Nov. 6 Update: Markets See Post-Election Jitters

After the run-up for Tuesday's election, post-election Wall Street showed its nerves about the recession on Wednesday. The recent spate of poor earnings and unemployment figures made for a volatile day, with the Dow Jones Industrial Average falling nearly 500 points and all major indexes dropping more than 5 percent.

Bad news in the financial services industry continued on Wednesday, as Goldman Sachs started notifying 3,200 employees that they have lost their jobs in a plan to cut 10 percent of the investment bank's workforce. The layoffs were announced earlier in October.

On Thursday the European stock markets traded down despite the rate cuts from central banks, including the largest cut Bank of England has made in 27 years. The Bank of England cut its benchmark rate by 1.5 percent to 3.0 percent, the biggest cut since March 1981.

The markets were down around Europe 3 percent or more after heavy selling in Asia. Wall Street also felt more tremors on Thursday, as futures were lower ahead of the market opening, as news on retail sales and increased long-term jobless claims of 3.84 million -- the highest in 25 year -- fueled investors' nagging thoughts of the possibility of a deeper, longer recession than anticipated.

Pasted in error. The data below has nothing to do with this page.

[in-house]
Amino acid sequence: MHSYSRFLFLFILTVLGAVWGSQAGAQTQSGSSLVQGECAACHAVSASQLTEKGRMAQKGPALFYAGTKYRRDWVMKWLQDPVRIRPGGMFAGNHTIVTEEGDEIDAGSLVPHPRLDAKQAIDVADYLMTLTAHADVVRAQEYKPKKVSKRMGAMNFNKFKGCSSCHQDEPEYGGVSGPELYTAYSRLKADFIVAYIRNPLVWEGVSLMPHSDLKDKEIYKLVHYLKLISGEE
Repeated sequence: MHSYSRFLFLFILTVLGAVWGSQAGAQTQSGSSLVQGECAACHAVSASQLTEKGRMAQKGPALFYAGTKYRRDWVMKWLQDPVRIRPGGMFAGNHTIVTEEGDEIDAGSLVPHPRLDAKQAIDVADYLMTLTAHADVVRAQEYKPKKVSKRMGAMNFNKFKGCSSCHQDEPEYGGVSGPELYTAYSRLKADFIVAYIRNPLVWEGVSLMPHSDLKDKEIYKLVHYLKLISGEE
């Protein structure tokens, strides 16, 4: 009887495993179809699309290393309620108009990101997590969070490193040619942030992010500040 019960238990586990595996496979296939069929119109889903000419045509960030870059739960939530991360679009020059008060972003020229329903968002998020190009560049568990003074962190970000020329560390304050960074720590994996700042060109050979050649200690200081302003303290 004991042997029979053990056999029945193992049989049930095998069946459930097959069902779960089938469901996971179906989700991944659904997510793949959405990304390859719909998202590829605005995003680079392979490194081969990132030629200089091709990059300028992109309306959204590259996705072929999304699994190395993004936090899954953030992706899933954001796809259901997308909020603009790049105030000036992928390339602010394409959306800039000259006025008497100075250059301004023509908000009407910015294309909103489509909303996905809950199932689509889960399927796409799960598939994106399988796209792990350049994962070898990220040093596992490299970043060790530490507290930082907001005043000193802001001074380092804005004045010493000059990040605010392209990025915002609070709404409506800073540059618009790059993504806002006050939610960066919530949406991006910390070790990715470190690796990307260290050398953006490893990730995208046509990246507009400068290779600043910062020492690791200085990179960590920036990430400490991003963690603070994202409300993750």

On the mortgage front, JPMorgan Chase, the biggest bank in the U.S. and a big mortgage lender, announced it would temporarily halt foreclosures last Friday, and offered to renegotiate a swathe of mortgages. Earlier this month, Bank of America agreed with 11 state attorneys general to offer relief to nearly 400,000 Countrywide customers with troubled mortgages, resulting in an expected $8.4 billion of interest rate and principal reductions. JPMorgan expects to renegotiate $70 billion of mortgages over two years.

About the Author

Linda McGlasson

Linda McGlasson

Managing Editor

Linda McGlasson is a seasoned writer and editor with 20 years of experience in writing for corporations, business publications and newspapers. She has worked in the Financial Services industry for more than 12 years. Most recently Linda headed information security awareness and training and the Computer Incident Response Team for Securities Industry Automation Corporation (SIAC), a subsidiary of the NYSE Group (NYX). As part of her role she developed infosec policy, developed new awareness testing and led the company's incident response team. In the last two years she's been involved with the Financial Services Information Sharing Analysis Center (FS-ISAC), editing its quarterly member newsletter and identifying speakers for member meetings.

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